LTSI 3.4 is Now Available for Download
Nearly 2 years ago, the Linux Foundation’s Consumer Electronics (CE) working group created the Long Term Support Initiative (LTSI) Linux kernel for consumer electronics devices in order to have a common stable platform released every 2 years, and share the kernel development work among competing companies including Hitachi, LG Electronics, NEC, Panasonic, Qualcomm Atheros, Renesas Electronics Corporation, Samsung Electronics, Sony and Toshiba.
Last week, the CE working group has released LTSI 3.4 kernel, based on Linux 3.4.25 kernel release and including several backported features from newer kernels including:
- The Contiguous Memory Allocator (CMA), which is extremely useful for embedded devices that have very limited hardware resources and will better handle the large memory requirements of multimedia applications. CMA originally was merged into the 3.4.0 kernel release, but its functionality was quite limited. Since then, the feature has been significantly improved in the kernel.org releases and those fixes have been added to the LTSI 3.4 kernel release. For more information about this kernel option, please visit LWN.net.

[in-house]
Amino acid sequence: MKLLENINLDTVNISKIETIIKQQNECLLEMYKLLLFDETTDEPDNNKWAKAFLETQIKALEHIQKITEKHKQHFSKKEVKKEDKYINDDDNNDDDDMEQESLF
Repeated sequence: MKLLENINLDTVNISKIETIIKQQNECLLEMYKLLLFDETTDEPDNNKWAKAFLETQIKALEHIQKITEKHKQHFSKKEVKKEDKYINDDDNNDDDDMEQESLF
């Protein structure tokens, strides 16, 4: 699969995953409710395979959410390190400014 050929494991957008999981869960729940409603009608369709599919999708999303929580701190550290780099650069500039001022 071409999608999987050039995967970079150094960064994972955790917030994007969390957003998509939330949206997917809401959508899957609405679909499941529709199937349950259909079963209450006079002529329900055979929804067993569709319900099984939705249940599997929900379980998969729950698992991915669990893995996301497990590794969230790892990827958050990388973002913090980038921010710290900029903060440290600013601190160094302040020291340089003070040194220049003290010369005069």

- AF_BUS, a kernel-based implementation of the D-Bus protocol. This feature was created for systems that required a faster D-Bus speed than the existing userspace method could provide, specifically the automotive entertainment systems. For more information about this feature, please see LWN.net.
- CoDel (controlled delay), a transmission algorithm that optimizes TCP/IP network buffer control, is backported for LTSI 3.4. This is a feature used to help control the “buffer bloat” problem that has been identified by the networking community as an issue that all devices need to be aware of. This feature was backported from the 3.5.0 kernel.org release. For more information about it, please see this LWN.net post.
This release also includes patches for specific board / processor support:
- Armadillo 800 board – Based on Renesas R-Mobile A1 processor
- AT91 – Patches for Atmel SoCs (ARM9)
- kzm9d platform – Based on Renesas Emma Mobile EV2 SoC
- kzm9g platform – Based on Renesas R-Mobile APE5R processor (Board: KMZ-A9-GT)
- Marzen development board – Based on Renesas R-Car H1 (Quad Cortex A9 @ 1GHz + IMG SGX543MP2 GPU) automotive processor